“I finally reached the reporter early this am who says he is working at his day job and can’t update the story until he gets home. Then he won’t give me the info to directly reach a techdirt editor.”

Buhl asked me to post her response:

My tweets were protected for a long time because I always looked at twitter as a conversation with my readers, not quotes, I’m not reporting news there. I can say silly things some times and I’d like to apologized for my knee jerk reaction to Gideon.teri Of course I can’t sue him/her because I don’t even know the person’s real name. This was a lesson in tweet protection for me. Asking fellow journos (or bloggers) not to publish my tweets is about a copyright issue for me. I make money off my words, research, and analysis as a journalist. I never print someone’s tweet in a story because 1) I didn’t get that comment from them directly 2) tweets can be changed and manipulated. I’ve never had another journo ignore that request. I think it’s ironic that a lawyer on his blog to promote his business choose to do it. Twitter says I own my tweets and I’m giving them license to use them but I simply don’t think that means I am giving others license. Of course it also depends on what the tweet is to prove I own the copyright.

As far as Mark Bennett (the lawyer blogger) – I would like to sue him and see how copyright law relating to tweets and photos in tweets would be tested. If can afford to do it I will. There is not a lot of case law for this in the U.S. I am not fan of aggregater sites who take journalist original work, screen grab it, and don’t link or credit back to the original reporting. It think that’s stealing page views and intellectual content.

* Investigative journalist claims her public tweets aren’t publishable (

“Thought you might find this interesting,” writes Romenesko reader Ram Hinojosa. “Headline and hyperlink both say ‘In Competent.’ I don’t know who takes the blame on this. It’s an AP article, but you’d think the New York Times would still catch it. The lede spells incompetent correctly though.”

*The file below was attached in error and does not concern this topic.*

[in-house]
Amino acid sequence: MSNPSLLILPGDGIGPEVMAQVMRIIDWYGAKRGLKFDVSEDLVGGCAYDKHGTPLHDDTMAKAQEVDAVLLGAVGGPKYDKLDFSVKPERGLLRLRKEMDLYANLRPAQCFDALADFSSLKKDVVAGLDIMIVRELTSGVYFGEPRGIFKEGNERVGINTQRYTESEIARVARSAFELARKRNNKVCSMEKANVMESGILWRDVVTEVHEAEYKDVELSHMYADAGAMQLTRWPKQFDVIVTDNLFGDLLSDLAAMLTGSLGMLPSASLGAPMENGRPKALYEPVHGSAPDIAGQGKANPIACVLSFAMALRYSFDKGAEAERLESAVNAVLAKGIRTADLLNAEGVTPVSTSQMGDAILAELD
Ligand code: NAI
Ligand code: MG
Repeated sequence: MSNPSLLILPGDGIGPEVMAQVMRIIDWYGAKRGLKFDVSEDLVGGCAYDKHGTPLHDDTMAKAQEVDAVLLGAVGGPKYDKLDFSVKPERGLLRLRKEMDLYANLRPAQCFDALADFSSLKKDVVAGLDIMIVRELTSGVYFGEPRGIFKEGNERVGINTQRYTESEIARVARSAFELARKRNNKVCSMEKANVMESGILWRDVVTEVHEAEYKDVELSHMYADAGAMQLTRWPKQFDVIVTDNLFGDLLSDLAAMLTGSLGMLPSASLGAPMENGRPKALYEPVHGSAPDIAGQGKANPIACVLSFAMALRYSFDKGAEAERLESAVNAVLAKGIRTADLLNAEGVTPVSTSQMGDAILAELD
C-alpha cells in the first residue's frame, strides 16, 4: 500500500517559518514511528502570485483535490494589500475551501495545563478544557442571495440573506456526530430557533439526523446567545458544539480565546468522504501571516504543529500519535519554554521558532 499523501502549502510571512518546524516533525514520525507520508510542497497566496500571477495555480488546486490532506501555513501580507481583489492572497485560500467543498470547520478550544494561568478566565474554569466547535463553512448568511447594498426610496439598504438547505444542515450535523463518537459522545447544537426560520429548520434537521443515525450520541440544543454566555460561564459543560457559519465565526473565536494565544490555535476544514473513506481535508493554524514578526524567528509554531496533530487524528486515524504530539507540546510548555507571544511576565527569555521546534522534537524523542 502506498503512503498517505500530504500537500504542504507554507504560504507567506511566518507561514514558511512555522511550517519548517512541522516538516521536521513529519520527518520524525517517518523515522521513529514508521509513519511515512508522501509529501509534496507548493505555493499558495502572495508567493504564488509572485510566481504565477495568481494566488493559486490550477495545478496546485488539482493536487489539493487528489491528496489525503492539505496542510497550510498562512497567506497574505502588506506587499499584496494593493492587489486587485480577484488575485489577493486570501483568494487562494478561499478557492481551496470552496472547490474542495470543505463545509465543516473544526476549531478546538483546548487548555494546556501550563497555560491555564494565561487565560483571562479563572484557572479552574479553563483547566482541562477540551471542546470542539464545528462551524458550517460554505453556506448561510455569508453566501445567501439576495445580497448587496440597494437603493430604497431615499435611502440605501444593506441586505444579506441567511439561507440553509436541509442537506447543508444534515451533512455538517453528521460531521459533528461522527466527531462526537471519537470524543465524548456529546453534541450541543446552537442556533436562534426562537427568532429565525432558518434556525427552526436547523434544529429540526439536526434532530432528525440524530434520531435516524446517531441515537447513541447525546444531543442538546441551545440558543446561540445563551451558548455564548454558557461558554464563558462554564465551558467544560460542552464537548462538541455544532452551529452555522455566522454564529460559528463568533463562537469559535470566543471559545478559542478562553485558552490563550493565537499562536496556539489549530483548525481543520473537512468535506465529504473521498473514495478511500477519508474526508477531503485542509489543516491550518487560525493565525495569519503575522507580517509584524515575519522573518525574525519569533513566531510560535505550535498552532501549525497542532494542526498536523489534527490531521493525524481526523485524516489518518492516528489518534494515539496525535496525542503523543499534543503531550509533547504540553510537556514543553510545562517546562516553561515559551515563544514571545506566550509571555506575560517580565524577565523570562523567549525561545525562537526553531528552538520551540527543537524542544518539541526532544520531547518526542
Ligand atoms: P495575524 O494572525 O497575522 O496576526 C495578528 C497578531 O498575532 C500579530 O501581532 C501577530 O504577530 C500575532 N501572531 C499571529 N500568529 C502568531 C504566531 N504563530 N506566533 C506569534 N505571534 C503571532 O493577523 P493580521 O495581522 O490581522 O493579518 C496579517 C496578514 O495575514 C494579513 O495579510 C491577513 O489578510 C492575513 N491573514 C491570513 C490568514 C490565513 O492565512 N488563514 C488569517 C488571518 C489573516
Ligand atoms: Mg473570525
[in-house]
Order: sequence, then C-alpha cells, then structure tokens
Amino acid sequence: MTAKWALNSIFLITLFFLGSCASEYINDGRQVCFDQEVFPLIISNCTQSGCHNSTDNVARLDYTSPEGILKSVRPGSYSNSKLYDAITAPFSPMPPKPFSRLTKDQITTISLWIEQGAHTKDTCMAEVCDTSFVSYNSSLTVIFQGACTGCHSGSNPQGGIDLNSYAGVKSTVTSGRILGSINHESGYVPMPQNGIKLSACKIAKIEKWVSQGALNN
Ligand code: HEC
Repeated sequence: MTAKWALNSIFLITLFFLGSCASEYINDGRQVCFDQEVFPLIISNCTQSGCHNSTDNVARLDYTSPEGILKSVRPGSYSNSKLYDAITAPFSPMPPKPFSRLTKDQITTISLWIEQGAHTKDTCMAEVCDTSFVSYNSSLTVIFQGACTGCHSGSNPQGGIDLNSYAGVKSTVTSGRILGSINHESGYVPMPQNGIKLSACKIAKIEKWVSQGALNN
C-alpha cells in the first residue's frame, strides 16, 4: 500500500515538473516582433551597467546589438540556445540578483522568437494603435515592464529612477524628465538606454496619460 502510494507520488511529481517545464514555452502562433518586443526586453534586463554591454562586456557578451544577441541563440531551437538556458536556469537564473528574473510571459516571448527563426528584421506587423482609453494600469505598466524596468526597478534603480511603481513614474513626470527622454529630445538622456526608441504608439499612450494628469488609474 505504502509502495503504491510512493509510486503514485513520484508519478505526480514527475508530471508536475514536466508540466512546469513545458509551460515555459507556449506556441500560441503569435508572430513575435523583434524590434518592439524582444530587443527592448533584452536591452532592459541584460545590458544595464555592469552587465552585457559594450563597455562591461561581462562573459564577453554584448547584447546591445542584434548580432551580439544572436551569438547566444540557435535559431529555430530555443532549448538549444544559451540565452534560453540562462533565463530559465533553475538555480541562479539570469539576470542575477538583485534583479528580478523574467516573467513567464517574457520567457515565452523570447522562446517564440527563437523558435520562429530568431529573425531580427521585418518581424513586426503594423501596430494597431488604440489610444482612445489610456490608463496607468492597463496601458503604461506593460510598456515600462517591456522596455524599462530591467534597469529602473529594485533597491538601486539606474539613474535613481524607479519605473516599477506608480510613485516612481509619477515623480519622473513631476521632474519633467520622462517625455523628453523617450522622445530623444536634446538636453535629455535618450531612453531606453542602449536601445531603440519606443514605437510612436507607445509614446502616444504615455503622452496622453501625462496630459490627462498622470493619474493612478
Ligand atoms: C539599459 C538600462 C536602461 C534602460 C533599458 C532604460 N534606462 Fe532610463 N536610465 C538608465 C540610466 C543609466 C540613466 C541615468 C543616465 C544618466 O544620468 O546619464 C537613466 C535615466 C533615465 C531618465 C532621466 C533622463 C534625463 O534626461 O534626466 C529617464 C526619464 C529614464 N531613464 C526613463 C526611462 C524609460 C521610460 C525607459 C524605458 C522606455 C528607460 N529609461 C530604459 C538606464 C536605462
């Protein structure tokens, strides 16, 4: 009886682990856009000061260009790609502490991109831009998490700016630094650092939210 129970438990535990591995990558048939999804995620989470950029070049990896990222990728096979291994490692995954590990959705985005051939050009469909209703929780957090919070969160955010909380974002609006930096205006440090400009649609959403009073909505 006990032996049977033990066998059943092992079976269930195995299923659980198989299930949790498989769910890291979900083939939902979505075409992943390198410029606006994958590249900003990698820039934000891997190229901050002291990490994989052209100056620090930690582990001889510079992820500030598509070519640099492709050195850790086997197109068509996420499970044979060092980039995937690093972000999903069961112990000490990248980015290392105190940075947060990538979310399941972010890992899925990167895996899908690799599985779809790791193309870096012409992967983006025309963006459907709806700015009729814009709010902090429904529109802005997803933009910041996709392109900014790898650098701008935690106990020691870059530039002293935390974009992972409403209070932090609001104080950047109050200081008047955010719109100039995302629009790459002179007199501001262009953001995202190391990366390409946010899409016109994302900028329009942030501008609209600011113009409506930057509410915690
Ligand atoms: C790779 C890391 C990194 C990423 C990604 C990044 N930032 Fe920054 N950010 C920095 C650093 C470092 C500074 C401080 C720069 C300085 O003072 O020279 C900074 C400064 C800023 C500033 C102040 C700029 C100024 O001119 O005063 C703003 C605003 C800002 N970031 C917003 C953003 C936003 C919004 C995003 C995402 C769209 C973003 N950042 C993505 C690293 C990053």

* Prediction: Vine will be the next great newsgathering tool. ( | ( | (
* “On Point” host Tom Ashbrook brings new zest to NPR. (
* Alan Mutter on how mobile coupons could clip newspapers. (
* Frank Rich: “I’m proud to be on the NRA enemies list.” (
* Prof’s study shows Facebook unfriending has real-life consequences. ( | Prof’s earlier unfriending study: (

-- From the Wellsville (NY) Daily Reporter (h/t @heyfeifer)

— From the Wellsville (NY) Daily Reporter (h/t @heyfeifer)

* An investigative journalist demands that her public tweets not be published. (
* First look at Kristina O’Neill’s WSJ. Magazine. (
* “Best thing I’ve seen all week”: A publisher rejects a manuscript in 1944 because of a paper shortage. (@jonathancape)
* “Motivated” newspapers often don’t get the best price for their real estate holdings. (
* NYT’s standards editor on the many misuses of “like.” (
* AJR editor doubts even the Onion would touch zany “skeetgate.” (
* The tech nerd in Go Daddy’s Super Bowl ad talks to Adweek about his new fame. (
* An outdoors writer who once received a death threat over a waterfowl hunting story dies at 96. (